Managing the Implementation Team (Part 4)

This is Part 4 of a 6 part series collectively titled, McKinsey Method for Fire Protection Solutions. As you read keep in mind that these systems and processes can be applied to  fire protection organization and leadership, and to physical fire protection systems and components.

After a problem has been analyzed and a solution has been presented and accepted, the work of implementation begins. Implementing the problem solution requires the effective management of three components:
  1. The Team.
  2. The Client.
  3. The Individual.

The Team.
These are the people that you will be working together with to implement the problem solution. The manager has three responsibilities related to the team, he must assemble the right team members, he must keep them motivated to complete the task, and he must ensure their continued professional development.

Effective team management starts with recruiting, or assembling, the right people. To acquire the best talent for the team, the manager should start with a structured plan.  The plan should let the manager easily see what type of personality would fit best, what types of skills are needed, and what specific knowledge may be required. Using the plan, the manager can select those individuals that bring the strengths necessary to the project.  A team that is has all the same strengths and weaknesses will fail.  When assembling the team, maintaining the right mix or knowledge, skills, and abilities is critical.

McKinsey keeps its people motivated by spending time together and providing adequate rewards.  Motivation can be maintained by creating a familiar atmosphere to work in.  Create a workplace that people want to come to, a place where they feel like they contribute and are a part of something bigger.  Planned team events, bonding outings, can be effective also. The most effective of these are the more “impromptu” events that are put together by someone other than the “boss” or manager.  Provide rewards, above and beyond compensation, for the team members.  Rewards can include things like dinners and lunches paid for by the organization, and additional days, weekends, or time off. When the team members feel that the organization has taken notice of their work, appreciates their contribution, and acknowledges the existence of their personal and family life, they will be motivated to continue giving their best to the solution implementation team.

Team members want the organization to contribute to their professional development.  The effective team manager can accomplish this by setting clear expectations and providing regular and consistent evaluations. Clarity of expectations ensures that all the team members know what they are working for and how their work product and performance will be evaluated. This allows them to focus on areas of their profession that should be developed in order to meet and exceed the expectation.  Regular and consistent evaluations by the manager, let the team member know that he is on the right track, and his performance is meeting the expectation. At least, six month, evaluations are recommended.  This allows the manager to see what the employee has accomplished so far, and what professional goals and development benchmarks have been set for the next six months.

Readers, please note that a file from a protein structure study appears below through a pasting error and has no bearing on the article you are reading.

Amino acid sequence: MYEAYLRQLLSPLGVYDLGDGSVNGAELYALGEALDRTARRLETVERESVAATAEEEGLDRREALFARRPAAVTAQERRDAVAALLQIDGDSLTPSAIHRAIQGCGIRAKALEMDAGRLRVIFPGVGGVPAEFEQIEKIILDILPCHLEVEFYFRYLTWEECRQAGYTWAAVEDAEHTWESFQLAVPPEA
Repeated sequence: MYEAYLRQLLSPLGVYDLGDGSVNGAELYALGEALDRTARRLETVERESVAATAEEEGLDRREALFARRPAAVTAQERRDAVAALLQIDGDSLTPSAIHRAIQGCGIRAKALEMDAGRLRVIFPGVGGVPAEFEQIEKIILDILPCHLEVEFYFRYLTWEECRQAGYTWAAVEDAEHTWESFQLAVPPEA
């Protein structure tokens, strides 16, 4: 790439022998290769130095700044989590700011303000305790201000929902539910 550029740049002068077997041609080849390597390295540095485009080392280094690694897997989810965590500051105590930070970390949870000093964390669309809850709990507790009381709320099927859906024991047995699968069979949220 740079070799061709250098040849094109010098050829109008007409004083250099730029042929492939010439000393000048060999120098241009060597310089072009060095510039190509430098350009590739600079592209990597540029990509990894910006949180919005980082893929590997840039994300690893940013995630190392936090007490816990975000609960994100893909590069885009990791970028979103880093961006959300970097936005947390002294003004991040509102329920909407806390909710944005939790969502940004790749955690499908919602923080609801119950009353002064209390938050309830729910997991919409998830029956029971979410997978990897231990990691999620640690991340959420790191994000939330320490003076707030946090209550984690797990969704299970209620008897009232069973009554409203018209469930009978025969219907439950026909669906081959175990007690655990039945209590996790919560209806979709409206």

The Client.
This is who you work for. In the private sector this is the company or organization that is paying for the services. In the public sector, this is the community, municipality, and stakeholders.

Effective management of the client requires that they be informed, involved, and inspired. Communication is key. The client should always be “in the loop” and never be surprised by any changes or developments in the planned solution. The client wants to feel like they are involved and contributing to this project.  Let them be involved. Invite them to the meetings, assign them tasks that need to be done that they can do.  Utilize them as part of your team.  They need to stay inspired. The manager must continue to sell the solution throughout its implementation, so that the client stays focused on their desired outcome and keeps the big picture at the forefront of his mind.

The Individual.
Yourself. Individuals have a hard time providing a good work product when they are out of balance with their personal life. The manager cannot effectively manage the team, if his personal life feels like it is being mismanaged.

Often individuals search for work/life balance, however, the true ‘sweet spot’ is in the seamless integration and intertwining of work and life. A situation where the two exist and flow together. This work/life flow can be achieved through mentors, supporting one another, sharing the load, and effective time management. Maintaining work/life flow and avoiding “burn out” requires the individual to stay focused on the purpose, vision, and goals of the task at hand.